FAQ

How old must my child be to start Judo?

We recommend 8 years old, but if there are sufficient coaches available, we will take kids at six years old.

When must I register my child?

The best time to register is the first Monday of any month so that they can start with a few others. However, registration is ongoing and you can register your child on any Monday or Wednesday between 6 and 7pm (Except July and August when the days switch to Tuesday and Thursday).

How old must my child be to start Judo?

We recommend 8 years old, but if there are sufficient coaches available we take kids at six years old.

When must I register my child?

The best time to register is the first Monday of any month so that they can start with a few others. However, registration is ongoing and you can register your child on any Monday or Wednesday between 6 and 7pm (Except July and August when the days switch to Tuesday and Thursday).

What will my child learn?

First and foremost they learn to fall safely (an invaluable lesson in itself). The novice Judoka also spend time on basic fitness including sit ups and push ups. While some kids may start a little slower than others, we invariably see steady progress and an accompanying growth in self-confidence. Of course, a lot of time is spent learning basic throws and grappling techniques. In Judo we practice the same moves frequently. Even black belts are still practicing moves they started to learn at age seven. There is lots of practice.

How often will my child get a new belt?

There are at present six belts in Judo before black belt.These are white, yellow, orange, green, blue and brown. In Judo a black belt is a skilled and formidable athlete against any opponent and as such will be at least sixteen years old. Typically a child that starts at seven or eight will be graded once every eighteen months or so, but this depends on a number of factors. Children learn patience and feel they have earned their belts when they get them – and they really have.

Judo is a fighting sport. Can children get hurt?

Sports injuries can happen in Judo just as they happen in soccer or lacrosse, but among children it is very unusual. Judo means the ‘gentle way’. The very purpose of Judo is to restrain an opponent with minimum risk of injury. This is then minimized further in children’s Judo through further limitations in Judo techniques. Safety is always paramount. Now, this does not mean that a child won’t bang a toe or get a wayward finger in the face, or maybe feel a bit squished when being pinned in which case a sensei (coach) assesses the situation.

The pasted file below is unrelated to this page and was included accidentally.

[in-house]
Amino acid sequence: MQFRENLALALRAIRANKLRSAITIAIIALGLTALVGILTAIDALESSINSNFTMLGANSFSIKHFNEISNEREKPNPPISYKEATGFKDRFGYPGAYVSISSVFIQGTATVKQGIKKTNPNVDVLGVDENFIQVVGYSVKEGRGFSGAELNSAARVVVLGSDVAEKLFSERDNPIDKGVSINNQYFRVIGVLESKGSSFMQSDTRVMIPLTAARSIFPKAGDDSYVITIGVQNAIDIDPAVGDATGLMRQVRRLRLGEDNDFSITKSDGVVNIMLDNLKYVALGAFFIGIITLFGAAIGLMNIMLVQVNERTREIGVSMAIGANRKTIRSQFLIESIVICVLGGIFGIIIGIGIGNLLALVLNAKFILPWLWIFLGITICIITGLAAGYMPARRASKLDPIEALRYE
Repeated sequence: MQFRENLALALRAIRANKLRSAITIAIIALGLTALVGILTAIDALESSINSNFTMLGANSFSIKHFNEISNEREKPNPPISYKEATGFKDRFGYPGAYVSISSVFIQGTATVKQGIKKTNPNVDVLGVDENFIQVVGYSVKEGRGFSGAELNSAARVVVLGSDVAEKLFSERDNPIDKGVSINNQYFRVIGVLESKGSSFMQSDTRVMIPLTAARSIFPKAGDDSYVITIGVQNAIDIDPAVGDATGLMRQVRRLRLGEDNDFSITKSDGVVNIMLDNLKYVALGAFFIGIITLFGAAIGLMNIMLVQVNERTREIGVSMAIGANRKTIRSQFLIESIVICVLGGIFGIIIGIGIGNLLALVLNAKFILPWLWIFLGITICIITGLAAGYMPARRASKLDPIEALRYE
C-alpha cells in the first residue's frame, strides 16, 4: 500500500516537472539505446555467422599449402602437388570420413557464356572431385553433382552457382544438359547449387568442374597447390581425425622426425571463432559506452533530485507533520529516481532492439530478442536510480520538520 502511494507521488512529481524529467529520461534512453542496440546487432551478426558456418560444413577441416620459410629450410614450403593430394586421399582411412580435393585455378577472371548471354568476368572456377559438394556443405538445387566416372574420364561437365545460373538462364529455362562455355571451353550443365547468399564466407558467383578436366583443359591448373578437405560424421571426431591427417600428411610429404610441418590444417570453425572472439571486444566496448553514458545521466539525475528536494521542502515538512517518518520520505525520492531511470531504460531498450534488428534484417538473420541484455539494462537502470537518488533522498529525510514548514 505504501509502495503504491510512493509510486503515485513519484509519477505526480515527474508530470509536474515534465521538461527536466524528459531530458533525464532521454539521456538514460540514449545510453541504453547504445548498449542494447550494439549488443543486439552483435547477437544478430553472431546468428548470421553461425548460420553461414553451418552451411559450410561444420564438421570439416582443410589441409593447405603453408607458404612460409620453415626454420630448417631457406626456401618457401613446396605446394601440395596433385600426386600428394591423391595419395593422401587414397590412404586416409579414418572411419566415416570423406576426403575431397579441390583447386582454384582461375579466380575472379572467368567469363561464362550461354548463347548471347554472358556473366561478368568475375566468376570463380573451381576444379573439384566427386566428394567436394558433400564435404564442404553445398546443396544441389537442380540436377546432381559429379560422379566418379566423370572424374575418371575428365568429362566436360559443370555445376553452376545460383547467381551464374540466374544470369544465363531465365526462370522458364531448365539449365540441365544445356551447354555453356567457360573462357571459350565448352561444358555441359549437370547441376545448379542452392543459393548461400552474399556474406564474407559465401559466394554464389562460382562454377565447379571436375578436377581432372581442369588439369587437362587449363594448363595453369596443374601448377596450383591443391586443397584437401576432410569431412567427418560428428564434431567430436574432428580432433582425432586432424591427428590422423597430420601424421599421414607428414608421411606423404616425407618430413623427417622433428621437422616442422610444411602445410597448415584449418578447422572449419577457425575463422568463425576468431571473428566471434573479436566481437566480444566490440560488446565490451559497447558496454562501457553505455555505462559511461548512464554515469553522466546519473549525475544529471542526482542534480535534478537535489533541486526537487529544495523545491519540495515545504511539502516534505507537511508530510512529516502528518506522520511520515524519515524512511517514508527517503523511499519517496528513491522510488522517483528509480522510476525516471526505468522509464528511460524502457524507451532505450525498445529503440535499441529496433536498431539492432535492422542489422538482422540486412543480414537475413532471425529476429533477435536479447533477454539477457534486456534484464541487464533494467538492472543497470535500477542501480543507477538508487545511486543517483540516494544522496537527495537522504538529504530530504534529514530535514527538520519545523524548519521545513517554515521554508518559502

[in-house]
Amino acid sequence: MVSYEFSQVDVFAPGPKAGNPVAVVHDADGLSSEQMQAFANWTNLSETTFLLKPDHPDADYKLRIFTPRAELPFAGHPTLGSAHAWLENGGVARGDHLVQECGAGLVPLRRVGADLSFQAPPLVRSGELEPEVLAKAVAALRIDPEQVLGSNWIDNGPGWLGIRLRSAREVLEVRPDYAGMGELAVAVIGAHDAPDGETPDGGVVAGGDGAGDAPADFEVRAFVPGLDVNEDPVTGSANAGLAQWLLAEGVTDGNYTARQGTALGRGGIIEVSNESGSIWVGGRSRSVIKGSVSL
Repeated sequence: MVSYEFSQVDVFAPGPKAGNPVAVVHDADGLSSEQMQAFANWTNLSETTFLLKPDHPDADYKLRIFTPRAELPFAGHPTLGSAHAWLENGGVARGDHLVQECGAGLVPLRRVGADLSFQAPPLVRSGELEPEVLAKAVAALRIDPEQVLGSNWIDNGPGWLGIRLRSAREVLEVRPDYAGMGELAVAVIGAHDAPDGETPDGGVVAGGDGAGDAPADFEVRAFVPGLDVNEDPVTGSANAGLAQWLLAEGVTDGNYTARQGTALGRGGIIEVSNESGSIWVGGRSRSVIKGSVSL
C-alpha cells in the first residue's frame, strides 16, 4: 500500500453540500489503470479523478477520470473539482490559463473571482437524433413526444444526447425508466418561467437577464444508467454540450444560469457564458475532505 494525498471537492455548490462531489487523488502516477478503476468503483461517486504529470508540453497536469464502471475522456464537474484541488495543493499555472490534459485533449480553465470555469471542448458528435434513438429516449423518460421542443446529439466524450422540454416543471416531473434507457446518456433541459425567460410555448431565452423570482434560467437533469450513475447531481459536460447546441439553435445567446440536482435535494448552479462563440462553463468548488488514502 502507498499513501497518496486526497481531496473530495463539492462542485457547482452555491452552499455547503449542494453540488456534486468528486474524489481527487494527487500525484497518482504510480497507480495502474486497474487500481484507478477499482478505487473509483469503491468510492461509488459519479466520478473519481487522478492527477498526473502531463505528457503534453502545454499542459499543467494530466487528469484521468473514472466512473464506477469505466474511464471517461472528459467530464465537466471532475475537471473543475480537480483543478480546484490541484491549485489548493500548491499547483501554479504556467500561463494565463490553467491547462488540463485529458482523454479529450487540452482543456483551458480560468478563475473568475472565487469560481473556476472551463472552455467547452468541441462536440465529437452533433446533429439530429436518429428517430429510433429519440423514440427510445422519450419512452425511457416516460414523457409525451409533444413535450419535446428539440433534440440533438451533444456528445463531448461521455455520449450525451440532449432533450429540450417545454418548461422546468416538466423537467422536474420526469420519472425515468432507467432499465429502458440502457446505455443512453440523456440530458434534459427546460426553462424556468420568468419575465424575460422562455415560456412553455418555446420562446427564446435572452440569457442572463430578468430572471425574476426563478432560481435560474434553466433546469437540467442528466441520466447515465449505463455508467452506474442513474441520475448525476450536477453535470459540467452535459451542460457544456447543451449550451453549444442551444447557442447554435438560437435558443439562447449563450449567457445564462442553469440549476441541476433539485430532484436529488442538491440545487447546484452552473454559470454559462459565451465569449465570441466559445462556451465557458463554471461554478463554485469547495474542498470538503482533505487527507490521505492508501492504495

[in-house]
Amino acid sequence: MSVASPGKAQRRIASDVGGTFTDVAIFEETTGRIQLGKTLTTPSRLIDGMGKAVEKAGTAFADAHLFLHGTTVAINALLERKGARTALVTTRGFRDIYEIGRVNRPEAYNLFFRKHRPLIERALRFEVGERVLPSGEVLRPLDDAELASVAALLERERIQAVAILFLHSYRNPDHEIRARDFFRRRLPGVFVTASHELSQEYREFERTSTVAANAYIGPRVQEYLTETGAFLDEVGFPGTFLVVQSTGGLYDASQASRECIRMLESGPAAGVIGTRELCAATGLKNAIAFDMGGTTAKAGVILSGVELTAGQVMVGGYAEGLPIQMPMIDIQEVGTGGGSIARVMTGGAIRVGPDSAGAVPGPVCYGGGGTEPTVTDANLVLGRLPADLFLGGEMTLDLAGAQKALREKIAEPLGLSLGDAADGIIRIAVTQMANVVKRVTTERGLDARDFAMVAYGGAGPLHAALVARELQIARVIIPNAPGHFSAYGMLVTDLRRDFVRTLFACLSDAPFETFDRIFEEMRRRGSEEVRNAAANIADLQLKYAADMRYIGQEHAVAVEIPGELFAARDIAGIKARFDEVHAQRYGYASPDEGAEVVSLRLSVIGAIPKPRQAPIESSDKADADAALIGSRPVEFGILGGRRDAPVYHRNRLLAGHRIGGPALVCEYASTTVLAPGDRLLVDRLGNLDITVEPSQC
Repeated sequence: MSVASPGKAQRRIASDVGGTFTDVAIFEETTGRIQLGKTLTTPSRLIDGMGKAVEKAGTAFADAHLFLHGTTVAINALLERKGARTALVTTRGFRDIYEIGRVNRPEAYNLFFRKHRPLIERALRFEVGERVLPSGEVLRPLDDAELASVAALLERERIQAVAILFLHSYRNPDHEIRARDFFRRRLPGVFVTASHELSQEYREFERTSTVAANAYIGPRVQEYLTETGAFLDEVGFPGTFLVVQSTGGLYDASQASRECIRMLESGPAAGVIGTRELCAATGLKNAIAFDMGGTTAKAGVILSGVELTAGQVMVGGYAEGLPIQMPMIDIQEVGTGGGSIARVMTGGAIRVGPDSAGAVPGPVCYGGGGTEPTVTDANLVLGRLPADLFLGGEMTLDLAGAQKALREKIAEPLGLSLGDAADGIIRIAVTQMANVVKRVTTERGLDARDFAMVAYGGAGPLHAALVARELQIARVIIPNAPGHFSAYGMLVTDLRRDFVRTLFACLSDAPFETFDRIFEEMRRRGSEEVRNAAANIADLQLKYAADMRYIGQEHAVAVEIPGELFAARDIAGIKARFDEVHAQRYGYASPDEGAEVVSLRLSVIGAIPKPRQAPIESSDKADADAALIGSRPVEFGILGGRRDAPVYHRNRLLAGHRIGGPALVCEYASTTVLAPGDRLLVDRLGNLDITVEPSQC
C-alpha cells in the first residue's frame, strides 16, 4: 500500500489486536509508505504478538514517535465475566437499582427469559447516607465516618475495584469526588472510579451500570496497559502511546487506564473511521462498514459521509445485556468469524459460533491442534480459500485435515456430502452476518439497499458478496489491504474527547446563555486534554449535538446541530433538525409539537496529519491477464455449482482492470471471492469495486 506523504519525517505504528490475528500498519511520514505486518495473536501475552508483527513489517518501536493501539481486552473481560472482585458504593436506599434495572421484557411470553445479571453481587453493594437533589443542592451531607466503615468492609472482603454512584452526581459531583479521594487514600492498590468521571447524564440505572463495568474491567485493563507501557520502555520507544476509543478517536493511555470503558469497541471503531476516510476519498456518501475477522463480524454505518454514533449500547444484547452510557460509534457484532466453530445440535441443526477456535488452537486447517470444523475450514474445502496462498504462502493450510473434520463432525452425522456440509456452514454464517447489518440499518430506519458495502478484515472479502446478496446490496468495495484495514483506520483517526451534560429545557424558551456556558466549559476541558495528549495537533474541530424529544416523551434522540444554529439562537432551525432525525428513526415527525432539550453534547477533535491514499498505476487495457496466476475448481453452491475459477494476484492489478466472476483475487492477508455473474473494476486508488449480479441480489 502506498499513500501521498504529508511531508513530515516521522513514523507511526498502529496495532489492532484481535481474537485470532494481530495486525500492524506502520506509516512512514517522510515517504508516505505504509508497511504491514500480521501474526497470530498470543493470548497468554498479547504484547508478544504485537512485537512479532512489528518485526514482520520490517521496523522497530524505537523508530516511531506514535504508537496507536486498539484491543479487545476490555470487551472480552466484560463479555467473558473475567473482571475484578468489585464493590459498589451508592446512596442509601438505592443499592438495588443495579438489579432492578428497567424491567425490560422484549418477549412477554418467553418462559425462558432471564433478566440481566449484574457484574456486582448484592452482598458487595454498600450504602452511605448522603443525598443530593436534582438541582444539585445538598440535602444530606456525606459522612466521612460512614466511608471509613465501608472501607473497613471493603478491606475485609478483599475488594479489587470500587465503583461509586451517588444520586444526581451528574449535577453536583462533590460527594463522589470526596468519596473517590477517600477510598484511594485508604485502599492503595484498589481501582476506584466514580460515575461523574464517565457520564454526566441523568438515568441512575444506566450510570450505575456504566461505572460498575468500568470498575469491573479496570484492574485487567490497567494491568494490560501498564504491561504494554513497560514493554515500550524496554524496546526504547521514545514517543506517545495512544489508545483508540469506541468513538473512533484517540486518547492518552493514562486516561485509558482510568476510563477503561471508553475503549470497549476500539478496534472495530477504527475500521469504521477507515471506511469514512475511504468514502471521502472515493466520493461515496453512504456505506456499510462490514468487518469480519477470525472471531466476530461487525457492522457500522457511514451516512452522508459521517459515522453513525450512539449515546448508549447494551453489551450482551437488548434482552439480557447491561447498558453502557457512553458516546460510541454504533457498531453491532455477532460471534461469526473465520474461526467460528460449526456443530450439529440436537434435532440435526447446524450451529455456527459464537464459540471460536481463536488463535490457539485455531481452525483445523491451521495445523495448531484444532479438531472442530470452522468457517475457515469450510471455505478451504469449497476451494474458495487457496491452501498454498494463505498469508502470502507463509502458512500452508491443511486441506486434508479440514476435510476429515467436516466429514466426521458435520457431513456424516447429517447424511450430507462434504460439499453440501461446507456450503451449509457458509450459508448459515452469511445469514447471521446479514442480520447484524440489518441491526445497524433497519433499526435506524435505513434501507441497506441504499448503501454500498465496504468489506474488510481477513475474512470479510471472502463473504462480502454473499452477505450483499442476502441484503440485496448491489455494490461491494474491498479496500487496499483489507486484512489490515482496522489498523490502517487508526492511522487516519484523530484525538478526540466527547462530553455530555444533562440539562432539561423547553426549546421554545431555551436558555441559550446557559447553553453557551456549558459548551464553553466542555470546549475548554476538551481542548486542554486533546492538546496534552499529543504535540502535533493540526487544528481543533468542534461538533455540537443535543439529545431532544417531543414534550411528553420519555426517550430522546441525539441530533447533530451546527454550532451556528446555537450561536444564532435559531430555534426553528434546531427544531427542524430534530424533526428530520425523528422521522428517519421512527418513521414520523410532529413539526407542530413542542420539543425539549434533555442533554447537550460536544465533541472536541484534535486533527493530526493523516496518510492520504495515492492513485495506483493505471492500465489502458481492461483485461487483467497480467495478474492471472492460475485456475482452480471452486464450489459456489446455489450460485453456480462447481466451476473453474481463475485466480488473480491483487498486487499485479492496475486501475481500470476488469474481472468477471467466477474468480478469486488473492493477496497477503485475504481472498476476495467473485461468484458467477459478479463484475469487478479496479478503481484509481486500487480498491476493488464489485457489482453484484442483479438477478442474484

Does Judo involve chokes or arm-bars?

Not until adolescence and even then it is done under careful supervision. As mentioned above, the art is to learn to restrain without causing injury.

Are there Judo competitions?

Nobody is under any pressure to compete and many Judoka do not compete at all. Remember though that Judo is an Olympic sport and there are many official competitions. For those that enjoy competing, they can start at around the age of six and continue into adolescence with a real possibility of joining the Judo BC team and even the Judo Canada team. Every year Burnaby Judo club sends Judoka to fight nationally and internationally, some as young as fourteen years of age.

Is Burnaby Judo Club a business?

No, Burnaby Judo Club is a non-profit organization and it is a community. Many kids stay in the club for years and many stay connected for life. As Burnaby Judo Club members we see each others kids grow up and close bonds form within the club and to the club itself. It is also a very open community and new members are deeply valued.

Do parents and members have to volunteer?

No, people volunteer because they feel connected to the club and feel that their children are really getting something out of it, so we don’t need to run around drumming up help. We are always delighted to have extra help, especially when organizing our tournament in December. We are also open to suggestions if parents feel they have something to offer in terms of skills or knowledge that might help us. It is worth mentioning, however, that recent research suggests that volunteering in a community actually promotes longevity; so that one hour working the concession stand, buys you an extra year or two of life.

Can parents join the club?

Some parents join as white belts at the same time as their children and train twice a week with the recreation class from 8-10pm. It is a great sport for any age and lots of fun. Even parents who lost a lot of fitness while raising small children can achieve a fitness level they may never have achieved before.

What to expect from Judoka

Judo is a sport that can not be practiced and perfected without a partner. For this reason, the values of our sport are expected to become part of the participant’s behavior both on and off the mat. The values are:

  • playing by the rules;
  • co-operating with others;
  • respecting self and others;
  • self-discipline and humility;
  • self-confidence and commitment;
  • perseverance and determination;
  • concentrating and controlling emotions

What to expect from Parents

Support your child in their effort to improve. Remember, there is a very thin line between supporting and pushing your child. Always respect the partners and opponents of your child. Without them, there is no progress, and Judo is not possible. If you like what you see in Judo programs, try it out. Most programs offer Judo to adults and often special programs are arranged where children interact on the mat with their parents. You may become a Judoka at any age. Those who practice Judo for life enjoy the social and personal connection developed with the people who share the same passion for Judo.